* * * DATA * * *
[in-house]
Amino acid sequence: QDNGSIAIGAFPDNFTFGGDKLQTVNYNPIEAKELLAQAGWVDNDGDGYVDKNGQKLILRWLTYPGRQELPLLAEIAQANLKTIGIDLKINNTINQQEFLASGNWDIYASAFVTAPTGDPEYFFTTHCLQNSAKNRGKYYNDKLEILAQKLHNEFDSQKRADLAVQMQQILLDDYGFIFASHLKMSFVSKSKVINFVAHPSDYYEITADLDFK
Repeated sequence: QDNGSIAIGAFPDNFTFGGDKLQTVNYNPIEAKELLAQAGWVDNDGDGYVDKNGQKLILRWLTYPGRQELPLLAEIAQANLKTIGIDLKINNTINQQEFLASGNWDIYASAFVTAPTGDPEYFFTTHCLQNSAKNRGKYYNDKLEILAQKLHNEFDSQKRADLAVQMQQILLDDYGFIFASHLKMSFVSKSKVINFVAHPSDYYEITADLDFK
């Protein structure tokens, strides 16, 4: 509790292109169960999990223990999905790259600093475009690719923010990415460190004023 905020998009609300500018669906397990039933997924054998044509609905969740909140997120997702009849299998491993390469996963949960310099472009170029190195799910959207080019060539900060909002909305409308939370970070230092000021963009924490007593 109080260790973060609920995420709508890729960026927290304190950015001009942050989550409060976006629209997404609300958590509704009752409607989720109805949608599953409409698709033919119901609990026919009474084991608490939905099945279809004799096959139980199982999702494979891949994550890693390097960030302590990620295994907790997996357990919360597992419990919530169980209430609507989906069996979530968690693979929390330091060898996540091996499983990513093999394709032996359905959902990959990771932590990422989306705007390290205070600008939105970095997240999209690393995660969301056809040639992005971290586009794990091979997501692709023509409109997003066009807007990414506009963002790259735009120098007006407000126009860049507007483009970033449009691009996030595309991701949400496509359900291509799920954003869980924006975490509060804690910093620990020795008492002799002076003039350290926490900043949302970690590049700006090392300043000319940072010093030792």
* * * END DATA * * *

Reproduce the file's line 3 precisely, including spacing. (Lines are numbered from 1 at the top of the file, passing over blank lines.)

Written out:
Repeated sequence: QDNGSIAIGAFPDNFTFGGDKLQTVNYNPIEAKELLAQAGWVDNDGDGYVDKNGQKLILRWLTYPGRQELPLLAEIAQANLKTIGIDLKINNTINQQEFLASGNWDIYASAFVTAPTGDPEYFFTTHCLQNSAKNRGKYYNDKLEILAQKLHNEFDSQKRADLAVQMQQILLDDYGFIFASHLKMSFVSKSKVINFVAHPSDYYEITADLDFK